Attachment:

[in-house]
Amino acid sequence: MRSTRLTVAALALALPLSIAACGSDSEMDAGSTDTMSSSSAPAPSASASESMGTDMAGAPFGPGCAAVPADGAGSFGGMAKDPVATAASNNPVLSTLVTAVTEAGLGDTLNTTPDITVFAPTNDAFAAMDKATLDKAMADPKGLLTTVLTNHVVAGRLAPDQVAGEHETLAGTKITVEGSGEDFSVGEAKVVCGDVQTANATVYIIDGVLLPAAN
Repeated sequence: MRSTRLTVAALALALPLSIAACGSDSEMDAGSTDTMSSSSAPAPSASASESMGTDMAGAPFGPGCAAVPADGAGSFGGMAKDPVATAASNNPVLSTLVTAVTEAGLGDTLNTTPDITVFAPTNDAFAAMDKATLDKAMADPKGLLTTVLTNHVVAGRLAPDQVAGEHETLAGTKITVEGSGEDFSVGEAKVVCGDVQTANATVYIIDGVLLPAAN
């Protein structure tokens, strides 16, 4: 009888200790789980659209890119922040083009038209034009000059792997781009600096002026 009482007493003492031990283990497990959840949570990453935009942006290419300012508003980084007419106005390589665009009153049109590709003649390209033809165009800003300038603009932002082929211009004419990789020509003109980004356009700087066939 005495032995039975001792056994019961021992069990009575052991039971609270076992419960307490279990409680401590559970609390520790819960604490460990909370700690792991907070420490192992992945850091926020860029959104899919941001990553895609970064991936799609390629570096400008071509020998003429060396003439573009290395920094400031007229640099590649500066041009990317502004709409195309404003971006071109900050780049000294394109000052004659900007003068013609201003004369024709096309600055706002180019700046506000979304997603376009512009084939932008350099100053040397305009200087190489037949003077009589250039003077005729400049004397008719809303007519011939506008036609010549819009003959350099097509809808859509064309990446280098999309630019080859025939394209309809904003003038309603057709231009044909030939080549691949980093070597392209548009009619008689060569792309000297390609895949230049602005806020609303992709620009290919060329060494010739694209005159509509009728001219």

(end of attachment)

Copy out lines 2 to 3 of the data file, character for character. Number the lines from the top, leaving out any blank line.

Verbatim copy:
Amino acid sequence: MRSTRLTVAALALALPLSIAACGSDSEMDAGSTDTMSSSSAPAPSASASESMGTDMAGAPFGPGCAAVPADGAGSFGGMAKDPVATAASNNPVLSTLVTAVTEAGLGDTLNTTPDITVFAPTNDAFAAMDKATLDKAMADPKGLLTTVLTNHVVAGRLAPDQVAGEHETLAGTKITVEGSGEDFSVGEAKVVCGDVQTANATVYIIDGVLLPAAN
Repeated sequence: MRSTRLTVAALALALPLSIAACGSDSEMDAGSTDTMSSSSAPAPSASASESMGTDMAGAPFGPGCAAVPADGAGSFGGMAKDPVATAASNNPVLSTLVTAVTEAGLGDTLNTTPDITVFAPTNDAFAAMDKATLDKAMADPKGLLTTVLTNHVVAGRLAPDQVAGEHETLAGTKITVEGSGEDFSVGEAKVVCGDVQTANATVYIIDGVLLPAAN